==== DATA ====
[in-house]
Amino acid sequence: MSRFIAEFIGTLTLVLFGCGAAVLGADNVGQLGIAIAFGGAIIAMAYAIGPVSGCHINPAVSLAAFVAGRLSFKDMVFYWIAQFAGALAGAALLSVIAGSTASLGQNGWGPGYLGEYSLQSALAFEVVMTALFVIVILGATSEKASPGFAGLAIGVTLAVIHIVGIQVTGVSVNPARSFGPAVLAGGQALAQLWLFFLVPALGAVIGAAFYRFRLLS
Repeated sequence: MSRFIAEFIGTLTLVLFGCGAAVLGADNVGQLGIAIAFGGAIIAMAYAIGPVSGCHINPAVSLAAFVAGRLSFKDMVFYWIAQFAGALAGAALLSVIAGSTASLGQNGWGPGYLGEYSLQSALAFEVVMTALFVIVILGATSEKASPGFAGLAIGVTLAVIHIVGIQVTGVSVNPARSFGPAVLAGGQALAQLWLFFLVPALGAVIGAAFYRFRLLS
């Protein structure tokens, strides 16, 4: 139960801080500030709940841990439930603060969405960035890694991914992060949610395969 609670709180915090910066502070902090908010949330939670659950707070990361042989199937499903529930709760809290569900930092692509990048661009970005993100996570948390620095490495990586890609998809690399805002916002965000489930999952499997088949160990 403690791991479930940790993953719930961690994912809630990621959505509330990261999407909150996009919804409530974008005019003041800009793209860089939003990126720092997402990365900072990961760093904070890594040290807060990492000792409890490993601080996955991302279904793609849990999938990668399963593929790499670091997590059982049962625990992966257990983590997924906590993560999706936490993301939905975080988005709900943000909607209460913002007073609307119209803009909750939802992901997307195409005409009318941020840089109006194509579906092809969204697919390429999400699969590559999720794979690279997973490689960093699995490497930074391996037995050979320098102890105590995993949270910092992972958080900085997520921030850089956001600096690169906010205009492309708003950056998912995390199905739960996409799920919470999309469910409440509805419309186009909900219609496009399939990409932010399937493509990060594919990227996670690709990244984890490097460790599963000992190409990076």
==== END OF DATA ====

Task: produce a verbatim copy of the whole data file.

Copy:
[in-house]
Amino acid sequence: MSRFIAEFIGTLTLVLFGCGAAVLGADNVGQLGIAIAFGGAIIAMAYAIGPVSGCHINPAVSLAAFVAGRLSFKDMVFYWIAQFAGALAGAALLSVIAGSTASLGQNGWGPGYLGEYSLQSALAFEVVMTALFVIVILGATSEKASPGFAGLAIGVTLAVIHIVGIQVTGVSVNPARSFGPAVLAGGQALAQLWLFFLVPALGAVIGAAFYRFRLLS
Repeated sequence: MSRFIAEFIGTLTLVLFGCGAAVLGADNVGQLGIAIAFGGAIIAMAYAIGPVSGCHINPAVSLAAFVAGRLSFKDMVFYWIAQFAGALAGAALLSVIAGSTASLGQNGWGPGYLGEYSLQSALAFEVVMTALFVIVILGATSEKASPGFAGLAIGVTLAVIHIVGIQVTGVSVNPARSFGPAVLAGGQALAQLWLFFLVPALGAVIGAAFYRFRLLS
């Protein structure tokens, strides 16, 4: 139960801080500030709940841990439930603060969405960035890694991914992060949610395969 609670709180915090910066502070902090908010949330939670659950707070990361042989199937499903529930709760809290569900930092692509990048661009970005993100996570948390620095490495990586890609998809690399805002916002965000489930999952499997088949160990 403690791991479930940790993953719930961690994912809630990621959505509330990261999407909150996009919804409530974008005019003041800009793209860089939003990126720092997402990365900072990961760093904070890594040290807060990492000792409890490993601080996955991302279904793609849990999938990668399963593929790499670091997590059982049962625990992966257990983590997924906590993560999706936490993301939905975080988005709900943000909607209460913002007073609307119209803009909750939802992901997307195409005409009318941020840089109006194509579906092809969204697919390429999400699969590559999720794979690279997973490689960093699995490497930074391996037995050979320098102890105590995993949270910092992972958080900085997520921030850089956001600096690169906010205009492309708003950056998912995390199905739960996409799920919470999309469910409440509805419309186009909900219609496009399939990409932010399937493509990060594919990227996670690709990244984890490097460790599963000992190409990076």